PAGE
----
20.01.2017 | San Francisco State University

nachricht Molecule flash mob
19.01.2017 | Technische Universität Wien

All articles from Physics and Astronomy >>>

The most recent press releases about innovation >>>

Die letzten 5 Focus-News des innovations-reports im Überblick:

Im Focus: Traffic jam in empty space

New success for Konstanz physicists in studying the quantum vacuum

An important step towards a completely new experimental access to quantum physics has been made at University of Konstanz. The team of scientists headed by...

Im Focus: How gut bacteria can make us ill

HZI researchers decipher infection mechanisms of Yersinia and immune responses of the host

Yersiniae cause severe intestinal infections. Studies using Yersinia pseudotuberculosis as a model organism aim to elucidate the infection mechanisms of these...

Im Focus: Interfacial Superconductivity: Magnetic and superconducting order revealed simultaneously

Researchers from the University of Hamburg in Germany, in collaboration with colleagues from the University of Aarhus in Denmark, have synthesized a new superconducting material by growing a few layers of an antiferromagnetic transition-metal chalcogenide on a bismuth-based topological insulator, both being non-superconducting materials.

While superconductivity and magnetism are generally believed to be mutually exclusive, surprisingly, in this new material, superconducting correlations...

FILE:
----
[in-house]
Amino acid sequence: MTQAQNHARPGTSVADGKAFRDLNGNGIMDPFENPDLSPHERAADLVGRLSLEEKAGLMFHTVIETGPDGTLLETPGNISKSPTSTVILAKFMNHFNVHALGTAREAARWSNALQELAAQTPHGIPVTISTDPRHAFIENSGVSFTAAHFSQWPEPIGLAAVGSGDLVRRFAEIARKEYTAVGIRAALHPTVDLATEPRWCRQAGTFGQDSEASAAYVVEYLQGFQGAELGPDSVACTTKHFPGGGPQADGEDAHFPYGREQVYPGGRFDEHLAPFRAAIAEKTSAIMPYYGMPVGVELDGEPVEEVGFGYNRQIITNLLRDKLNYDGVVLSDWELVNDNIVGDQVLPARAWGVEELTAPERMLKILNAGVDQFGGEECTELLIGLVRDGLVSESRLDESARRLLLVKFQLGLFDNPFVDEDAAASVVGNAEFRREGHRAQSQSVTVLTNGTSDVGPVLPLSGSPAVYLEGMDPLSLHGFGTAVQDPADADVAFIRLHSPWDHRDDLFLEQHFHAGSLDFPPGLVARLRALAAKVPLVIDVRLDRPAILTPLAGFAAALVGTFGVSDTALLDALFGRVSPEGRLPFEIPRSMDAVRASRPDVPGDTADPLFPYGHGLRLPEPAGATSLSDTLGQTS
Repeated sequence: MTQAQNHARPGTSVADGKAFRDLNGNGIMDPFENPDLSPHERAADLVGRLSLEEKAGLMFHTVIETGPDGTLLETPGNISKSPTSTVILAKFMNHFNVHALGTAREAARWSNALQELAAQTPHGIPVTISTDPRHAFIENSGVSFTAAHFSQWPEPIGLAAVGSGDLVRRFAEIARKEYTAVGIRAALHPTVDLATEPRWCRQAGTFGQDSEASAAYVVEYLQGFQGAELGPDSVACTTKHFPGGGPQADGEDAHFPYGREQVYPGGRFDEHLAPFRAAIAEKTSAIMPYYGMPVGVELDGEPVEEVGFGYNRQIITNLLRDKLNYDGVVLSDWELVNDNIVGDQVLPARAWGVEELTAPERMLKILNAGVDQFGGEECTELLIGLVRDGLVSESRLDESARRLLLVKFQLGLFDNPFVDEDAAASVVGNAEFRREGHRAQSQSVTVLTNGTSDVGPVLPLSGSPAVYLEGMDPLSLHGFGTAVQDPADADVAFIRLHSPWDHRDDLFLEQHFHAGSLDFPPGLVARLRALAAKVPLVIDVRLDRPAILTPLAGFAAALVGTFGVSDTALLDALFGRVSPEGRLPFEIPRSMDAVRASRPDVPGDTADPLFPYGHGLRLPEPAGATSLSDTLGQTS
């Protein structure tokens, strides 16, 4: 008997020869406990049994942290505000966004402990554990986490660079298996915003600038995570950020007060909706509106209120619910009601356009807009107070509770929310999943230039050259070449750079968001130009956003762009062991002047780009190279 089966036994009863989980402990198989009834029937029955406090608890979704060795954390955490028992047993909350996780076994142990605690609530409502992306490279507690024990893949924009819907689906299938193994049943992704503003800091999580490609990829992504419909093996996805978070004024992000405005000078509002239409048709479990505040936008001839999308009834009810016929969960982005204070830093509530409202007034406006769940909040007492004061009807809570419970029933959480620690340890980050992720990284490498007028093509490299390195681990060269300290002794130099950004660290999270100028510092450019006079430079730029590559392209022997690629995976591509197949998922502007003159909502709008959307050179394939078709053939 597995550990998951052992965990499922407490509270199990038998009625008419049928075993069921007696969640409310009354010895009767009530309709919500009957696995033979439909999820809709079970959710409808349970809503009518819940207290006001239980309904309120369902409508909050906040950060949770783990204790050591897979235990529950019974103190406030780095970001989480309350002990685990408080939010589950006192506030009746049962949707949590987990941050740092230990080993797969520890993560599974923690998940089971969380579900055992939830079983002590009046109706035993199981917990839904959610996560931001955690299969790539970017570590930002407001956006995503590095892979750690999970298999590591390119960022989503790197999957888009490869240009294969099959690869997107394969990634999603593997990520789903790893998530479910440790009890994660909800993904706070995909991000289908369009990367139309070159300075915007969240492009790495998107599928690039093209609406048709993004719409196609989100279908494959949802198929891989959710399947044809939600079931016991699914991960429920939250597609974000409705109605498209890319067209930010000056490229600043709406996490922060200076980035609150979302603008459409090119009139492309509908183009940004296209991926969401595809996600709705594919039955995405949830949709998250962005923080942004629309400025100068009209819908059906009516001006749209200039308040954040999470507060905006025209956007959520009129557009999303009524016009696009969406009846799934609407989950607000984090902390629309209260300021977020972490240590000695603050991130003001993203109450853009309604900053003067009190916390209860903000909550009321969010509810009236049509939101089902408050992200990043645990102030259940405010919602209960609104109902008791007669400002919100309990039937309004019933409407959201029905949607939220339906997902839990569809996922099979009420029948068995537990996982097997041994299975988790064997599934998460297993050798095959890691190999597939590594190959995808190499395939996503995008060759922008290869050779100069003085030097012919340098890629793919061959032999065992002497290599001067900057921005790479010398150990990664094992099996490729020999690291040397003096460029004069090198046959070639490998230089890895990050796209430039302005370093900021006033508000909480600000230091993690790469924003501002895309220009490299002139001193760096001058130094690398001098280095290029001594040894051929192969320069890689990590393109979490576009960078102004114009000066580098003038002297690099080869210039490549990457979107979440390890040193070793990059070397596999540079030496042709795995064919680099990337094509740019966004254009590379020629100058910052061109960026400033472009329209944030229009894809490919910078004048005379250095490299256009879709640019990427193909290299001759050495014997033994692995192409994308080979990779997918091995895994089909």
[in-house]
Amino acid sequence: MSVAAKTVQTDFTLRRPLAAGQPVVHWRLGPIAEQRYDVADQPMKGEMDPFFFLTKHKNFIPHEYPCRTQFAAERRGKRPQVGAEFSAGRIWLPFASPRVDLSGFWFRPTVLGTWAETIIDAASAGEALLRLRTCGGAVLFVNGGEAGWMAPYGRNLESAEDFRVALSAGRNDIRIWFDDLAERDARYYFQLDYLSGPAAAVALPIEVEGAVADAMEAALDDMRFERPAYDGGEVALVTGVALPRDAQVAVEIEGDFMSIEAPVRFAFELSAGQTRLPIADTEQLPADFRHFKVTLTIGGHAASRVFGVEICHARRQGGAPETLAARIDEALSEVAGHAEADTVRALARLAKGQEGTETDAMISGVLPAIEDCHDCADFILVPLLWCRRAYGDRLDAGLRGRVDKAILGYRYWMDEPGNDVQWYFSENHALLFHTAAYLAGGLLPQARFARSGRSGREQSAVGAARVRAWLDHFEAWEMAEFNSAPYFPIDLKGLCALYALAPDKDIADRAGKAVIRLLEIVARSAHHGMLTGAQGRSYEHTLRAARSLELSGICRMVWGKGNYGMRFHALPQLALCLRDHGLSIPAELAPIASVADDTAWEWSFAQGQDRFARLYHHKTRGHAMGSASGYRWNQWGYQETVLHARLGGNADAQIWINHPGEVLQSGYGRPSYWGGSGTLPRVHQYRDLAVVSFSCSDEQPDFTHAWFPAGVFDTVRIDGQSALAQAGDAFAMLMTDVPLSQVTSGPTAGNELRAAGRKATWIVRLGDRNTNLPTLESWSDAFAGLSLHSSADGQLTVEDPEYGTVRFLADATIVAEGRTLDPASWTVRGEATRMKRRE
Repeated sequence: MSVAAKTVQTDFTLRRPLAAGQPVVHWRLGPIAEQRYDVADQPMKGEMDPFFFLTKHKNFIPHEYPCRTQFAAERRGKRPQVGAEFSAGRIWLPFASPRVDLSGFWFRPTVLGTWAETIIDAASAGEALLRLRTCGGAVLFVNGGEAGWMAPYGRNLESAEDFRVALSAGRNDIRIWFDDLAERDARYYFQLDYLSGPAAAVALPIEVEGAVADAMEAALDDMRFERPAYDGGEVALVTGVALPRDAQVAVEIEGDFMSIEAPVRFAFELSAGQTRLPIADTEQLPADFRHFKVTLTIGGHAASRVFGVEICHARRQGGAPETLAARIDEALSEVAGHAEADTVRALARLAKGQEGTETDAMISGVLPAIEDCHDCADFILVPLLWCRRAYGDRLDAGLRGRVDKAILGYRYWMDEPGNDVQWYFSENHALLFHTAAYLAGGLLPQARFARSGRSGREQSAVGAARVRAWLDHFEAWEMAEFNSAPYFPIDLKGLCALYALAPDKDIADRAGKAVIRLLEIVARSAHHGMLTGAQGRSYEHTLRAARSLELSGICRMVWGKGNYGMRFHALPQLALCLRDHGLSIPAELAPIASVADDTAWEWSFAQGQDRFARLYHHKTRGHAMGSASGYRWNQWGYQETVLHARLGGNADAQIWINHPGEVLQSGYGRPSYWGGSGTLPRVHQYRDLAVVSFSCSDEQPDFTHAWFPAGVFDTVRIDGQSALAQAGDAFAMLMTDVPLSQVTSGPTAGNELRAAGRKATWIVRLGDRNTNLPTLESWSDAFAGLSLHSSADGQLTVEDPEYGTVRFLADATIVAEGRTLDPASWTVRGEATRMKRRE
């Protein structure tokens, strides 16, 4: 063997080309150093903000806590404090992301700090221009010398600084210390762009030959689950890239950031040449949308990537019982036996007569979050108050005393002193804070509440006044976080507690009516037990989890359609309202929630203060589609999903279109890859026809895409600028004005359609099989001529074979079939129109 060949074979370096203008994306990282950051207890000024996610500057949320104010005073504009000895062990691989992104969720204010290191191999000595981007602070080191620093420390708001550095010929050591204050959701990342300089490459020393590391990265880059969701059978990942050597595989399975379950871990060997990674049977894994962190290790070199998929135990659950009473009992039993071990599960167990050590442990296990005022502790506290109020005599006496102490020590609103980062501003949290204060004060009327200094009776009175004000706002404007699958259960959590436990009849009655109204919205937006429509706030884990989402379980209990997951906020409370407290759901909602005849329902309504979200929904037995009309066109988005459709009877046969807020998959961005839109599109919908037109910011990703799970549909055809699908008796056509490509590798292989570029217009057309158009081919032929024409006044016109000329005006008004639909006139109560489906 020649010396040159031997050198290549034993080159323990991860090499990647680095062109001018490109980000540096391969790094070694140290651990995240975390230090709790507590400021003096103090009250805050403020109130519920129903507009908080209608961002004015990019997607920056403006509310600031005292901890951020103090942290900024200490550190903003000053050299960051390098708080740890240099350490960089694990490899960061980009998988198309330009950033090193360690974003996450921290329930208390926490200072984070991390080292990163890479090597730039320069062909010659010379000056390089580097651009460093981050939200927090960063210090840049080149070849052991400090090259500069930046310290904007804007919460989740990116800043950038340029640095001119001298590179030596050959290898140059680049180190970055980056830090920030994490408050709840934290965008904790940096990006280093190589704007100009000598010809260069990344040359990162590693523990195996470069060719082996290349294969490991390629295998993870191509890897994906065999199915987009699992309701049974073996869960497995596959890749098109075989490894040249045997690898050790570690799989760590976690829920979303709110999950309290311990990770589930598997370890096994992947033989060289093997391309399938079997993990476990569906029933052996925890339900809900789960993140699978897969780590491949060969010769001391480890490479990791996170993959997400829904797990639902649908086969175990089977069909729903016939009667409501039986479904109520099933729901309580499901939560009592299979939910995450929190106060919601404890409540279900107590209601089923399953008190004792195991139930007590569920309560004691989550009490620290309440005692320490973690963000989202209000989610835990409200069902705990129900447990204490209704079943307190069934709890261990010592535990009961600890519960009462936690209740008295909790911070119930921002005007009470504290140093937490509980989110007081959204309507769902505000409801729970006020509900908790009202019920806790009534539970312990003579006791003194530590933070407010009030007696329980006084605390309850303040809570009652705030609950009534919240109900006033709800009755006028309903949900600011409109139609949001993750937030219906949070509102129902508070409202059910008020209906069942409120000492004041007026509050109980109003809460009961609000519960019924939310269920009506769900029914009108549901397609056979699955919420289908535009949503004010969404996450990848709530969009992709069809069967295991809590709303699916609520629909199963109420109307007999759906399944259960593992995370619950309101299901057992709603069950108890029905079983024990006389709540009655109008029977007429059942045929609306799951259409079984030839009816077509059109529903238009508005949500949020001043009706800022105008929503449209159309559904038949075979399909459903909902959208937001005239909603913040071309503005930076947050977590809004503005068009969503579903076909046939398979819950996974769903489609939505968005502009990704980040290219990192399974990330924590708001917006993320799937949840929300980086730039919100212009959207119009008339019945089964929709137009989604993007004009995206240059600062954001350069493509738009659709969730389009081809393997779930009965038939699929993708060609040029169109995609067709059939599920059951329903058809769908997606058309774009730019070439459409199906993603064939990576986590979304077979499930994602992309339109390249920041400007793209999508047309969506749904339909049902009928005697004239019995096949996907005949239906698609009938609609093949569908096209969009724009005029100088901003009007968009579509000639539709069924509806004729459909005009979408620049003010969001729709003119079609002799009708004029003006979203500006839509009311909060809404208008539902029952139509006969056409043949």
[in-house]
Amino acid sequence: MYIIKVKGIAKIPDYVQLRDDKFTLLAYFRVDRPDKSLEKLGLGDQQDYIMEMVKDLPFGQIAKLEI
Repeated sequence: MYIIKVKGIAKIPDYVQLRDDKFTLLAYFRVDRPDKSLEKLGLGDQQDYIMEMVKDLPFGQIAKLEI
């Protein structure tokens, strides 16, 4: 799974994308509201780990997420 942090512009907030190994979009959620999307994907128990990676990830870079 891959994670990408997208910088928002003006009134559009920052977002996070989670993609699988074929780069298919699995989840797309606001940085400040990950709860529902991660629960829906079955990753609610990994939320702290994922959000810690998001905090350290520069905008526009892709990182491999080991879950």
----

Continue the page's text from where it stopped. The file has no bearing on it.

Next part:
Im Focus: Studying fundamental particles in materials

Laser-driving of semimetals allows creating novel quasiparticle states within condensed matter systems and switching between different states on ultrafast time scales

Studying properties of fundamental particles in condensed matter systems is a promising approach to quantum field theory. Quasiparticles offer the opportunity...

Im Focus: Designing Architecture with Solar Building Envelopes

Among the general public, solar thermal energy is currently associated with dark blue, rectangular collectors on building roofs. Technologies are needed for aesthetically high quality architecture which offer the architect more room for manoeuvre when it comes to low- and plus-energy buildings. With the “ArKol” project, researchers at Fraunhofer ISE together with partners are currently developing two façade collectors for solar thermal energy generation, which permit a high degree of design flexibility: a strip collector for opaque façade sections and a solar thermal blind for transparent sections. The current state of the two developments will be presented at the BAU 2017 trade fair.

As part of the “ArKol – development of architecturally highly integrated façade collectors with heat pipes” project, Fraunhofer ISE together with its partners...

All Focus news of the innovation-report >>>

Anzeige

Anzeige

Event News

Sustainable Water use in Agriculture in Eastern Europe and Central Asia

19.01.2017 | Event News

12V, 48V, high-voltage – trends in E/E automotive architecture

10.01.2017 | Event News

2nd Conference on Non-Textual Information on 10 and 11 May 2017 in Hannover

09.01.2017 | Event News

 
Latest News

Helmholtz International Fellow Award for Sarah Amalia Teichmann

20.01.2017 | Awards Funding

An innovative high-performance material: biofibers made from green lacewing silk

20.01.2017 | Materials Sciences

Ion treatments for cardiac arrhythmia — Non-invasive alternative to catheter-based surgery

20.01.2017 | Life Sciences

VideoLinks
B2B-VideoLinks
More VideoLinks >>>